History of the
American Field Service in France




Lighter Verse

(Dedicated to the Memory of Car No. 423, S.S. U. 13)
Morte May 8, 1917

You may talk about your voitures
When you're sitting round the quarters,
But when it comes to getting blessés in,
Take a little tip from me:
Let those heavy motors be,
Pin your faith to Henry F.'s old Hunk o' Tin.
Now I've loafed around the war
Six or seven months or more, ---
It does n't matter when I did begin, ---
But I've seen a car or so,
And the best one that I know
Is that ridiculed old junk heap, Hunk o' Tin.
Give her essence and de l'eau,
Crank her up and let her go.
You back-firin', spark-plug foulin' Hunk o' Tin.

The paint is not so good,
And no doubt you'll find the hood
Will rattle like a boiler shop en route;
The radiator may boil,
And perhaps she's leakin' oil,
Then oftentimes the horn declines to toot.
But when the night is black,
And there's blessés to take back,
And they hardly give you time to take a smoke;
It is mighty good to feel,
When you're sitting at the wheel,
She'll be running when the bigger cars are broke.

Oh, it's Din, Din, Din.
If it happens there's a ditch you've skidded in
Don't be worried, but just shout
Till some poilu boosts you out
And you're glad she's not so heavy, Hunk o' Tin.

After all the wars are past,
And we're taken home at last
To our reward of which the preacher sings,
When these ukelele sharps
Will be strumming golden harps,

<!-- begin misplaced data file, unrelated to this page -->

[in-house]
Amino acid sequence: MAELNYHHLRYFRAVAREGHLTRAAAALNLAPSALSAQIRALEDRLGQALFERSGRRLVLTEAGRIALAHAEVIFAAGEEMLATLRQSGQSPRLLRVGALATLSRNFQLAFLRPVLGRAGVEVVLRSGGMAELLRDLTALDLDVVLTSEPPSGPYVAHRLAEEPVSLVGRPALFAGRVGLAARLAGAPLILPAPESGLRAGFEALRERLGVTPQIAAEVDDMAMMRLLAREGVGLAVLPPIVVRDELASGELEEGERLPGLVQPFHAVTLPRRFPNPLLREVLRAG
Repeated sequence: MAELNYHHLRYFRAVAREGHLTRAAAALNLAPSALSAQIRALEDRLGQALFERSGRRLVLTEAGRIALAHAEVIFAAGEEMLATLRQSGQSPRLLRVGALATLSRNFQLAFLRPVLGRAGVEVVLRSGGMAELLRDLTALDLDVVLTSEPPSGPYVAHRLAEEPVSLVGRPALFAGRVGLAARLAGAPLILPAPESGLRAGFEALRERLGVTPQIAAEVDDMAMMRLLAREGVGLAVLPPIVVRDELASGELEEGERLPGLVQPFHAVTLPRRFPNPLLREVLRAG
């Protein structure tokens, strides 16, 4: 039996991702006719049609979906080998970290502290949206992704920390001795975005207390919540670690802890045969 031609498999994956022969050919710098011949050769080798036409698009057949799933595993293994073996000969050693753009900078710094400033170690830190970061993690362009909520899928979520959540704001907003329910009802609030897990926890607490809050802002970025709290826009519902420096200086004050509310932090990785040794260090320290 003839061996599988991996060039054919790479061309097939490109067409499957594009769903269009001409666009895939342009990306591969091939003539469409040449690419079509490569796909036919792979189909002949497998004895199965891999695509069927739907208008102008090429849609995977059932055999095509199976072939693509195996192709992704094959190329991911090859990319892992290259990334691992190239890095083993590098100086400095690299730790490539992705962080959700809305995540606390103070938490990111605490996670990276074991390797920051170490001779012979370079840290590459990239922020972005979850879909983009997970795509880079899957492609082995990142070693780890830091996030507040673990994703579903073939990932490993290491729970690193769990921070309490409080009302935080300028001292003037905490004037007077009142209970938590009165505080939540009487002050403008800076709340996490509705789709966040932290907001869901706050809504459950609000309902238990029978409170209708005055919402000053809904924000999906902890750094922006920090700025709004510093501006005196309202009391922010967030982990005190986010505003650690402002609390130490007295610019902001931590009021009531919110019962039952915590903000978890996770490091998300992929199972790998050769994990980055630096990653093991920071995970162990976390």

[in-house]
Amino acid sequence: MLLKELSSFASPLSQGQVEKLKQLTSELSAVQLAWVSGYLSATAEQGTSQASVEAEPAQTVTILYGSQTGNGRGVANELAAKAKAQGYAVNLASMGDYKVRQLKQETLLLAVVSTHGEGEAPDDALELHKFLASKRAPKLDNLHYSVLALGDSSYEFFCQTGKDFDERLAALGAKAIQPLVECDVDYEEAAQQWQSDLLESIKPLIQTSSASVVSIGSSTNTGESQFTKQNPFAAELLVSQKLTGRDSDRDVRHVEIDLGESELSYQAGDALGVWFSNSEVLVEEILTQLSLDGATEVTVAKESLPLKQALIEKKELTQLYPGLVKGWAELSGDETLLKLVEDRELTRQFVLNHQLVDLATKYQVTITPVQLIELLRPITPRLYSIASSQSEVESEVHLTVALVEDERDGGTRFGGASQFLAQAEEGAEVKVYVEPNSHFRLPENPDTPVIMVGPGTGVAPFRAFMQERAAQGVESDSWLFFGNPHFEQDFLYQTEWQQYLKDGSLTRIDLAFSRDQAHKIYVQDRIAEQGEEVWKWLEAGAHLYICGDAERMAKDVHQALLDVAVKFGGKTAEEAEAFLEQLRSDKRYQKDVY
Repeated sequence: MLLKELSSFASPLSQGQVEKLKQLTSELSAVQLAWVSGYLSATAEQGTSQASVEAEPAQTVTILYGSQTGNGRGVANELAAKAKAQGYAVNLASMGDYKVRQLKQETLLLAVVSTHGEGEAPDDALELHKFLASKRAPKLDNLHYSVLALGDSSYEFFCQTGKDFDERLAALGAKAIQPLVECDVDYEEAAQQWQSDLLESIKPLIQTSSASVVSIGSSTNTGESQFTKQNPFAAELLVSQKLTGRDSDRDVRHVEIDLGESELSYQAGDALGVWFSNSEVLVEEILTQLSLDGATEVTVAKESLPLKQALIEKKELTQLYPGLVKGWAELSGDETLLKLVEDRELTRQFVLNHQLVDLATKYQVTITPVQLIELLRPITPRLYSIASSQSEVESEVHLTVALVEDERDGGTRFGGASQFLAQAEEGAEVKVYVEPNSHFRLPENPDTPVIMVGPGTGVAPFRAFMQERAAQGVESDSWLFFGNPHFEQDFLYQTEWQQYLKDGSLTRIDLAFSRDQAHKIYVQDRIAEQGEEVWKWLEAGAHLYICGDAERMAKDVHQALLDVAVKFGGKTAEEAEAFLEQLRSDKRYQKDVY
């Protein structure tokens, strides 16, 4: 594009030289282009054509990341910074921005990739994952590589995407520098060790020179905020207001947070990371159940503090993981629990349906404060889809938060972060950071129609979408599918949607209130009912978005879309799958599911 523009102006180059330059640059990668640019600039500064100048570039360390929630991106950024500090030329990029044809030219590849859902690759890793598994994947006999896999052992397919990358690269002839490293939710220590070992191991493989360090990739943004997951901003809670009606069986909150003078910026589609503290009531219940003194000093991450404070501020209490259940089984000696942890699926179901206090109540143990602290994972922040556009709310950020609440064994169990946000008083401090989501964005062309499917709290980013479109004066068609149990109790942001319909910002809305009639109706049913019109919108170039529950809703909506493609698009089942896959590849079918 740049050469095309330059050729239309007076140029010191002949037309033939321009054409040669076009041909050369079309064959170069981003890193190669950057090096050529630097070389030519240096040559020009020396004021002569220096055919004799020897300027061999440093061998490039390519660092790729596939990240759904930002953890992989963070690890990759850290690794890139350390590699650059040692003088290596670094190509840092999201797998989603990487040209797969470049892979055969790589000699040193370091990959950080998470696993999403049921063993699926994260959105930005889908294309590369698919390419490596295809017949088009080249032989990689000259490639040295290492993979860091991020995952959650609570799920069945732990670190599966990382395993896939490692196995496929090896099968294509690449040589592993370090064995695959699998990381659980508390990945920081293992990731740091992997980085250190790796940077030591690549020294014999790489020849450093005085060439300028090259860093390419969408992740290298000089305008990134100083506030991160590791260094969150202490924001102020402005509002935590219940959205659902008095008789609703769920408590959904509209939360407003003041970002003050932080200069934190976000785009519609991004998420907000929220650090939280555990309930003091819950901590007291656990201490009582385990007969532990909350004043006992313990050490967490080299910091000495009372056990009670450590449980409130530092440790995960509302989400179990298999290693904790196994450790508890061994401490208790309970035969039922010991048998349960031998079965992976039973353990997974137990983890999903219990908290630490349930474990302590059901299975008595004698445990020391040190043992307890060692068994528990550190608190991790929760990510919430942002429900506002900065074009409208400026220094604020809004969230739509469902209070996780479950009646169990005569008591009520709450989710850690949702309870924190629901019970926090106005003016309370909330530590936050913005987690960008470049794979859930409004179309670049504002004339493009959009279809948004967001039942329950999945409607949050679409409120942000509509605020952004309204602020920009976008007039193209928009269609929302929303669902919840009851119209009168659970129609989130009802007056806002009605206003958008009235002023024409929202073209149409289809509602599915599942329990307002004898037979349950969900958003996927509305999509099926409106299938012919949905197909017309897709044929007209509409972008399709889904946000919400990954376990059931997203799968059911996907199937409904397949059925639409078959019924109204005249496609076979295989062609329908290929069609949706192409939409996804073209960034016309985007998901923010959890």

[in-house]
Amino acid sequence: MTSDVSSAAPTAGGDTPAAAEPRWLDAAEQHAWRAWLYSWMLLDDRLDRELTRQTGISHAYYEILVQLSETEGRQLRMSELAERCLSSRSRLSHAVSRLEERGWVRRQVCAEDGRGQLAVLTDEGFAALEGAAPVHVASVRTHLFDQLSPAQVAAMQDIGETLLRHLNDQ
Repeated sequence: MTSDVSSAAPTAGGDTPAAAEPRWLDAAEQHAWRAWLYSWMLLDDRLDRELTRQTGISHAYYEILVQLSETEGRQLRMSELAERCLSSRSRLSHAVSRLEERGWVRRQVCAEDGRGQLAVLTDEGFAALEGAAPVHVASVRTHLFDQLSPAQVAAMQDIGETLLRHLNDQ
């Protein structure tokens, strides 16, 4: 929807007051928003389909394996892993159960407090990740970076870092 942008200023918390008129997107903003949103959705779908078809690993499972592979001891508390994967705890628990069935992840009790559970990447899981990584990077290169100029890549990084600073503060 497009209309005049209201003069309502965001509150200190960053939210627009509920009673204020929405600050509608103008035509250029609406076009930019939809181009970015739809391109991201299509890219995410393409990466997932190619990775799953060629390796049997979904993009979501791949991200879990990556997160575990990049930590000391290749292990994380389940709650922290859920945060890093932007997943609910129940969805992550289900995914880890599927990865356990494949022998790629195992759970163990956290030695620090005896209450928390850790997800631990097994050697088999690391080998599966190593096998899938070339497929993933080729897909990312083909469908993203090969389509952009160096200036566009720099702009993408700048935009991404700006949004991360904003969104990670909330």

And the aviators all have reg'lar wings;
When the Kaiser is in hell
With the furnace drawing well,
Paying for his million different kinds of sin,
If they're running short of coal,
Show me how to reach the hole
And I'll cast a few loads down with Hunk o' Tin.

Yes, Tin, Tin, Tin,
You exasperating puzzle, Hunk o' Tin,
I've abused you and I've flayed you,
But by Henry Ford who made you,
You are better than a Packard, Hunk o' Tin.




WHENEVER the topics of talk run low,
Whenever a lull in the chatter comes,
When you think there's a dam in the usual flow
Of fruitless bull --- some one succumbs,
And soberly lets this phrase descend,
"When do you think the war will end?"
The men on the steamers that ride the foam;
The camion drivers (or camionnette);
The letters that come from the folks at home;
And even the "Madame" in the buvette :
They carry a burden of this one trend,
"When do you think the war will end?"
You pick up a poilu along the route
Who asks for a lift toward the first line trench,